Safe Food-Handling Tips

From shopping to storing to cooking, food is a big part of our lives. However, foodborne illness don't have to be included. Unfortunately, millions of Americans are sickened each year by improper handling of food. You can protect yourself and your family by following these suggestions from the U.S. Department of Agriculture USDA).

Grocery shopping

  • Put cold and frozen food last on your grocery list and get it home as soon as possible. Minimize the time that perishable foods are away from refrigeration.

  • Don't buy food past its expiration or sell-by date, or food that will not be used by its use-by date.

  • Buy food that is in good condition. Refrigerated foods should be cold, frozen foods solid, and canned goods free of dents, cracks or bulges.

Food storage

  • Your refrigerator temperature should be set at 40 degrees F or less and the freezer no more than 0 degrees F. (Inexpensive refrigerator/freezer thermometers are available at hardware stores.) Disease-causing bacteria grow in temperatures between 40 and 140 degrees F.

  • Don't fill the refrigerator or freezer so full that air can't circulate. Cool air must be able to circulate to keep food cold.

  • Store raw meat, poultry, pork, and fish on the bottom shelf of the refrigerator in proper packaging so that their juices do not drip onto other foods. Fresh poultry, fish, ground meats, and variety meats should be cooked or frozen within two days; other beef, veal, lamb, or pork, within three to five days.

  • Put leftovers in the refrigerator immediately after preparing or serving meals. Never leave perishable foods out of the refrigerator for more than two hours at room temperature or for more than an hour in warm weather.

  • Think small and shallow for leftovers, so that foods can cool quickly in the refrigerator. In general, do not keep leftovers for more than a few days.

  • When in doubt, throw it out! If you are not sure how long food has been in the refrigerator, or if it looks or smells bad, toss it. Do not take a chance with foodborne illness.

Preparing food

  • Always wash your hands thoroughly with soap under warm running water for at least 20 seconds before starting to prepare a meal and after handling raw meats.

  • Wash fresh fruits and vegetables thoroughly under running water. Use a small scrub brush to remove surface dirt, if needed.

  • Always thoroughly wash cutting boards, utensils and dishes after using them for meat, poultry, fish, pork, or eggs. Another option is to use separate cutting boards, utensils and dishes for raw meats and another for fruits and vegetables. Wash countertops with a solution of 1 teaspoon of unscented bleach to 1 quart of water or with a commercial kitchen cleaning agent diluted according to product directions.

  • Discard any cutting boards with deep grooves, cuts, or cracks. These crevices make good hiding places for bacteria.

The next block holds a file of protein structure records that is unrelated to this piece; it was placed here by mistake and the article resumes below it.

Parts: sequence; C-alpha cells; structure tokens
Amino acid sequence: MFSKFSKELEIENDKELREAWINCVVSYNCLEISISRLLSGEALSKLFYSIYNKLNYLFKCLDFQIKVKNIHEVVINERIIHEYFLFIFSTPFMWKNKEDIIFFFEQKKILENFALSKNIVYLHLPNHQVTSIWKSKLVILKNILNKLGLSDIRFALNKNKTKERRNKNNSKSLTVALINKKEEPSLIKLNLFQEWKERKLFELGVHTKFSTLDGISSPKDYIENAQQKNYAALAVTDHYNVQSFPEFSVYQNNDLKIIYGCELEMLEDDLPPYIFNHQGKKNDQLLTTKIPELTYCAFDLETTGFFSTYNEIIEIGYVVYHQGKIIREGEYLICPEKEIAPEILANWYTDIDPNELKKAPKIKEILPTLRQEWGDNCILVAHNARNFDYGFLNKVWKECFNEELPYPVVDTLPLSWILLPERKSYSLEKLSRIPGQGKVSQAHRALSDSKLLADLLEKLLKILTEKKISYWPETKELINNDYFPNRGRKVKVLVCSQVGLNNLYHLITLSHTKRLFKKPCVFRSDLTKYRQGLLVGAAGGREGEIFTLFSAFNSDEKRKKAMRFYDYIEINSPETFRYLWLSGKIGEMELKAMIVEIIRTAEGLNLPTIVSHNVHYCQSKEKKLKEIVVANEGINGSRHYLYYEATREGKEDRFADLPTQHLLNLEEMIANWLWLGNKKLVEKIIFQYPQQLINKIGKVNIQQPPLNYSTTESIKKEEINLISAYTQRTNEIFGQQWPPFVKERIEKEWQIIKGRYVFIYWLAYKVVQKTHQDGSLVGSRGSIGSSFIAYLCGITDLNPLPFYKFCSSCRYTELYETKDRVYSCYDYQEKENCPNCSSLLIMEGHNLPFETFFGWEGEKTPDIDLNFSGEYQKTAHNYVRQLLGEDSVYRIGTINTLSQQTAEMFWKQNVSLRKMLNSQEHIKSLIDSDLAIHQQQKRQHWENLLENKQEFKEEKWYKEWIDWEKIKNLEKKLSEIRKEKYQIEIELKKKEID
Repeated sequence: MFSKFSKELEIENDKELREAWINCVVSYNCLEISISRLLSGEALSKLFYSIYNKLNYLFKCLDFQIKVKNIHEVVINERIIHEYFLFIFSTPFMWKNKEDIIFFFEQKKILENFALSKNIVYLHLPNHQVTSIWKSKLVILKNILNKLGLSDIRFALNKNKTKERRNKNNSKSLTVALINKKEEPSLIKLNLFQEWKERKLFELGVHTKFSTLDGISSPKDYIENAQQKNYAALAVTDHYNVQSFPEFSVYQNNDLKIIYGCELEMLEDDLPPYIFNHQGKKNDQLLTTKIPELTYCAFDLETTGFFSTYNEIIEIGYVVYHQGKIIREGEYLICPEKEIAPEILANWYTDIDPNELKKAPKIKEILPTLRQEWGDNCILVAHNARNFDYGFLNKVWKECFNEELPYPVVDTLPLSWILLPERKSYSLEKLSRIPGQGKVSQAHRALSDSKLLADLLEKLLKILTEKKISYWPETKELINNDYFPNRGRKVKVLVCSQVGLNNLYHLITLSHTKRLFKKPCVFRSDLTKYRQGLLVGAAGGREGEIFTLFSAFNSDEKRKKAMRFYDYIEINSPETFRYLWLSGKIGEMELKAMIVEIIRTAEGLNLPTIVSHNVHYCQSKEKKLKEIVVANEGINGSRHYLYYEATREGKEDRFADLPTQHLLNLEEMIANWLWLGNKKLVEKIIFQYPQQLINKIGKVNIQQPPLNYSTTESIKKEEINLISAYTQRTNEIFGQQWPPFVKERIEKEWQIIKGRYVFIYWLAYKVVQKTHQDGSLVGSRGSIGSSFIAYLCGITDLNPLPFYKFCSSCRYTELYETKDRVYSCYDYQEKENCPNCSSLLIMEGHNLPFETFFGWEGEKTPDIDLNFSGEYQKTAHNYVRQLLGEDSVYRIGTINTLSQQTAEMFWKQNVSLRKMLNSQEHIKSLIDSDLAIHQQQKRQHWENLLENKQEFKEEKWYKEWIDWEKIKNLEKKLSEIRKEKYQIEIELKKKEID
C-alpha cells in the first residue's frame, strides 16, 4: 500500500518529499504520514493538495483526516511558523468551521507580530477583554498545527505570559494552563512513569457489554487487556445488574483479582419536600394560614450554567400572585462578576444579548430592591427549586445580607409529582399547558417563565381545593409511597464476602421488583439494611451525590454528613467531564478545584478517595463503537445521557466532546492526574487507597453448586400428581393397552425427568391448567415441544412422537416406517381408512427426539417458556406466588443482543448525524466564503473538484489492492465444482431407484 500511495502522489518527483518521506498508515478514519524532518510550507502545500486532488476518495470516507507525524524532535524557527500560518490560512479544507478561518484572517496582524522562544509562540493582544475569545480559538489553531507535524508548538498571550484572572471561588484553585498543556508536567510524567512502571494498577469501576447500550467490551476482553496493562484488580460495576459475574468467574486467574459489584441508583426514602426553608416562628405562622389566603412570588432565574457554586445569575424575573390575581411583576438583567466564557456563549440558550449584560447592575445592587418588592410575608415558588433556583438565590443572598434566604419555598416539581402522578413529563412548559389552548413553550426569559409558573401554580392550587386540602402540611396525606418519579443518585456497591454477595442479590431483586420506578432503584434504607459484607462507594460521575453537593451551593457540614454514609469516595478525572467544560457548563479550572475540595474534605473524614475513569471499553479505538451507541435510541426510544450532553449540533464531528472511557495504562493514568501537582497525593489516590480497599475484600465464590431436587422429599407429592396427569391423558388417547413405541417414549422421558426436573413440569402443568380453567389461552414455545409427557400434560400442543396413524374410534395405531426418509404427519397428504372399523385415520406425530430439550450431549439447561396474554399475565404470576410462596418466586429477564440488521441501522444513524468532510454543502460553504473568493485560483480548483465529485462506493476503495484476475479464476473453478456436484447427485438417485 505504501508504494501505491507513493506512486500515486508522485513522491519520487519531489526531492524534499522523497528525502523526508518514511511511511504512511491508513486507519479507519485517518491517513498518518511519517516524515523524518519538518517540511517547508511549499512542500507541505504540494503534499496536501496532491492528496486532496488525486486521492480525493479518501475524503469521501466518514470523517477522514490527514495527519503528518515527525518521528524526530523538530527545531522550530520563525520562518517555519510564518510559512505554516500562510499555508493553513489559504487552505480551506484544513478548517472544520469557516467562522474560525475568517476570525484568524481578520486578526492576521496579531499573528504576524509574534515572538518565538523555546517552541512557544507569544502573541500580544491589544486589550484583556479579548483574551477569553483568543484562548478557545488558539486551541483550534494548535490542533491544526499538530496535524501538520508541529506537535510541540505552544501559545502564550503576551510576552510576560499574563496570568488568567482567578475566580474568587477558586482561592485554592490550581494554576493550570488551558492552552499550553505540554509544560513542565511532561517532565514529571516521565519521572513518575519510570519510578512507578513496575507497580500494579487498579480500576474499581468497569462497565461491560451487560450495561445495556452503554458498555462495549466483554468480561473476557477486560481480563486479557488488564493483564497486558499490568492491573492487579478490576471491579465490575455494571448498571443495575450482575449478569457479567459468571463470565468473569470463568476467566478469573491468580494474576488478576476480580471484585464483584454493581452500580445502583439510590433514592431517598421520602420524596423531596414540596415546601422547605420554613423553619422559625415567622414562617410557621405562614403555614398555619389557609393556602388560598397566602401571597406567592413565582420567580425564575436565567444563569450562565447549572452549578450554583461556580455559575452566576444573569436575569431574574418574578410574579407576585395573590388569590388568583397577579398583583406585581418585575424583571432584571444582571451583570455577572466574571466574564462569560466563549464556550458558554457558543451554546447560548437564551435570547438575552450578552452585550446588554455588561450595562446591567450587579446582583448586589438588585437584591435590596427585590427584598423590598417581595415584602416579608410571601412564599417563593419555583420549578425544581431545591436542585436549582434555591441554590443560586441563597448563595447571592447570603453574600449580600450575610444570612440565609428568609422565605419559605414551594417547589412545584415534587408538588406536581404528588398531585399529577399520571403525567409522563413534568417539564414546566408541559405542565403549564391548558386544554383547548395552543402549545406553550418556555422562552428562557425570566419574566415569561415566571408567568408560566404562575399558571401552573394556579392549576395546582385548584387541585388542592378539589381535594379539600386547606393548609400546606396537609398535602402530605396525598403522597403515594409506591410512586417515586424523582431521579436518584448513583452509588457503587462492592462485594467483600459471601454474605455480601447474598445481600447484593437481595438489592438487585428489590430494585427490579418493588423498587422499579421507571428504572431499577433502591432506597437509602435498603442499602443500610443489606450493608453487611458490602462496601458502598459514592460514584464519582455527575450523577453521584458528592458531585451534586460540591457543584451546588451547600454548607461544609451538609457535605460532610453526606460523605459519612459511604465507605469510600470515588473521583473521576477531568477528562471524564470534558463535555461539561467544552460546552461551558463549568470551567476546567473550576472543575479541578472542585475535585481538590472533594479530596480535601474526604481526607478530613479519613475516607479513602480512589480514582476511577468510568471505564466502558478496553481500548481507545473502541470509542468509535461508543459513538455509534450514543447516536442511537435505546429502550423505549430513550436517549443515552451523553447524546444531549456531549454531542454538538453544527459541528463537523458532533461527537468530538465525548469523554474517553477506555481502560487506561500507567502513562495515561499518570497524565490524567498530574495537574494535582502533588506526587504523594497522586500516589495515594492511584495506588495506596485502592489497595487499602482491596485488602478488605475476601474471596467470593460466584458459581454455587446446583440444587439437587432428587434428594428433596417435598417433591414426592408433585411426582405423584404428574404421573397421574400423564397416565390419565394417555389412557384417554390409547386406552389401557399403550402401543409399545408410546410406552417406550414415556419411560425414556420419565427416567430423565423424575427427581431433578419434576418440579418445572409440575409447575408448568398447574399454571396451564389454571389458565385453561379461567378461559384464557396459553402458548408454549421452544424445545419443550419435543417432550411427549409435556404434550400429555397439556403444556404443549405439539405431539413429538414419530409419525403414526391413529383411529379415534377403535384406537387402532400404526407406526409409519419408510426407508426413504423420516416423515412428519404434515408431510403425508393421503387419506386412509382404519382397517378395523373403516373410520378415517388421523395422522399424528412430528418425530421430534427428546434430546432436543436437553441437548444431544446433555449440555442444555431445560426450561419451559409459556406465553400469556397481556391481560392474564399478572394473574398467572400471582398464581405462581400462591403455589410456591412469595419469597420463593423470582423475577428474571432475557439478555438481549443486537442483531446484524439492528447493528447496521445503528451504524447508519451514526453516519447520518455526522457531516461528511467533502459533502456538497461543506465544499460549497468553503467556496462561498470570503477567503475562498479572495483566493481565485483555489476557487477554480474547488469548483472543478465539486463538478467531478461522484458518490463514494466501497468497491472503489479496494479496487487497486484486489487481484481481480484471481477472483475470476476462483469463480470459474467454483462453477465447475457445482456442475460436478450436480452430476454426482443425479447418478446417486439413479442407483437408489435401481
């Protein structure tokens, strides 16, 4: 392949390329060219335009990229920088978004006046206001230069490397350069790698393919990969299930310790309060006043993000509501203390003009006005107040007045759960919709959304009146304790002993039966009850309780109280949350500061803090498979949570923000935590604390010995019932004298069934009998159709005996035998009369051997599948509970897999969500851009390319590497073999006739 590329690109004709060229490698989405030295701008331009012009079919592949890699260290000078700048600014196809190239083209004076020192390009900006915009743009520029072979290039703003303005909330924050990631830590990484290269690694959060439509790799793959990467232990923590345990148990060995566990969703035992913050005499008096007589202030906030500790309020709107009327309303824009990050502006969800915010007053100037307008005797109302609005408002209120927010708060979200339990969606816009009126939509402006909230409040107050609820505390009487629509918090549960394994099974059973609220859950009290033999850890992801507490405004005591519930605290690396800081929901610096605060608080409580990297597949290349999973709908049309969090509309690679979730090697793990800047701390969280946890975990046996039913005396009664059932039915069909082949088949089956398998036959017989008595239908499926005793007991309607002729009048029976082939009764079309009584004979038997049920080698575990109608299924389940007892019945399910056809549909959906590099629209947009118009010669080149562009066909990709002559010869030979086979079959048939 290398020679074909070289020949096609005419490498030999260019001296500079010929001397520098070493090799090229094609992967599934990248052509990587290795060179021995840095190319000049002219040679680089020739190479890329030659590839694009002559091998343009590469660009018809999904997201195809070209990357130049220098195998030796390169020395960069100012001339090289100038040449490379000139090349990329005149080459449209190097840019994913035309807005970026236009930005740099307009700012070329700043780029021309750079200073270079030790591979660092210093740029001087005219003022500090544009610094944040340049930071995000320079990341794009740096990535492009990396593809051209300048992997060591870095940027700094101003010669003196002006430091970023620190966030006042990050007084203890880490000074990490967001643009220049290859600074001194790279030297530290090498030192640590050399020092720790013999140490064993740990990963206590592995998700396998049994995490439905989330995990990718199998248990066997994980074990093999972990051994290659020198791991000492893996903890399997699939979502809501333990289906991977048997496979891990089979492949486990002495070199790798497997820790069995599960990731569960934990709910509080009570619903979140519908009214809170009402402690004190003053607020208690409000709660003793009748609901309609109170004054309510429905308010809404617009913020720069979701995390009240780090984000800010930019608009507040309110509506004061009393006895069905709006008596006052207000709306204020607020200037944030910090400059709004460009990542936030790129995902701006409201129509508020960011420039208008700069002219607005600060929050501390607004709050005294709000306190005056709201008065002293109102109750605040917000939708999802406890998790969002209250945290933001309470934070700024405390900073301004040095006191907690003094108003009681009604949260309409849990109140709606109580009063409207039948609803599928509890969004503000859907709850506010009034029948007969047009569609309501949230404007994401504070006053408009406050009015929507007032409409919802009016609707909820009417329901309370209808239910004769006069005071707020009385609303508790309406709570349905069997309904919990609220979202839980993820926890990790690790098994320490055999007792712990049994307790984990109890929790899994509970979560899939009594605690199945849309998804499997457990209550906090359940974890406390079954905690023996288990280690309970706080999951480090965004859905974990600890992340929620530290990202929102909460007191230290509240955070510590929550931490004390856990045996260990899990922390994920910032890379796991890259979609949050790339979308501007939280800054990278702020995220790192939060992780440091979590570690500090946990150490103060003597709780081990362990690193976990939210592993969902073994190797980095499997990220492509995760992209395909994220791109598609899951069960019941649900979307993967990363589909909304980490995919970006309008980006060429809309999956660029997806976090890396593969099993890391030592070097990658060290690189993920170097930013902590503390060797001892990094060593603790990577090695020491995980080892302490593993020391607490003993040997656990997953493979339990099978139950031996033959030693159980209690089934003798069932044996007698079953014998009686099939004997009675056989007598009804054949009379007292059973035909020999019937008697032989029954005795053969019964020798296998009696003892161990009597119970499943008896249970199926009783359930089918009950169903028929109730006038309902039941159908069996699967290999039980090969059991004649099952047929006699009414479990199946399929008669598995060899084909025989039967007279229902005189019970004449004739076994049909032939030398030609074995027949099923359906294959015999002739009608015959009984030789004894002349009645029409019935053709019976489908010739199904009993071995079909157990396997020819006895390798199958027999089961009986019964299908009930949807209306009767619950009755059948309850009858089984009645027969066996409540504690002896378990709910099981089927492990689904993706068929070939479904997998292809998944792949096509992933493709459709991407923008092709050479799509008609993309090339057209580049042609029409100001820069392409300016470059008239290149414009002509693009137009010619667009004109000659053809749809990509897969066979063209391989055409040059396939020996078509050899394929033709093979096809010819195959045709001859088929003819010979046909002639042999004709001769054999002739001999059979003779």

• Thaw frozen foods in the microwave or refrigerator, NOT on the kitchen counter. Room temperature puts food at risk for bacterial growth. If a food package is not microwave-safe and you are under a time constraint, place the food in a leak-proof plastic bag. Place the bag in cold tap water. Be sure to change the water every 30 minutes with fresh, cold water. Cook immediately when thawed.

  • Marinate raw meat in the refrigerator, NOT at room temperature. Don't reapply marinade to foods after they are cooked.

  • Eggnog should be pasteurized or boiled (if homemade). Drinking raw eggnog may cause foodborne illness.

  • Heat unpasteurized apple cider to 160 degrees F or boil it before drinking to avoid contamination by E. coli 0157:H7. Cider that is labeled pasteurized is safe.

Cooking food

Use a food thermometer to ensure that meats are completely cooked:

  • Cook ground beef and ground pork to an internal temperature of 160 degrees F or until its juices run clear. Hamburgers should have no pink on the inside.

  • Cook poultry to an internal temperature of 180 degrees F in the thigh or 170 degrees in the breasts, and ground chicken or turkey to 165 degrees F or until its juices run clear. Poultry dressing or stuffing should be cooked to 165 degrees F. Food experts do not recommend stuffing a turkey prior to cooking. See the USDA Web site for additional information.

  • Seafood should be cooked to an internal temperature of at least 145 degrees F. Fish that's ground or flaked, such as a fish cake, should be cooked to at least 155 degrees F, and stuffed fish to at least 165 degrees F.

  • Always cook eggs until they are firm, not runny. Egg dishes should be cooked to 160 degrees F before eating. Keep eggs refrigerated until ready to cook.

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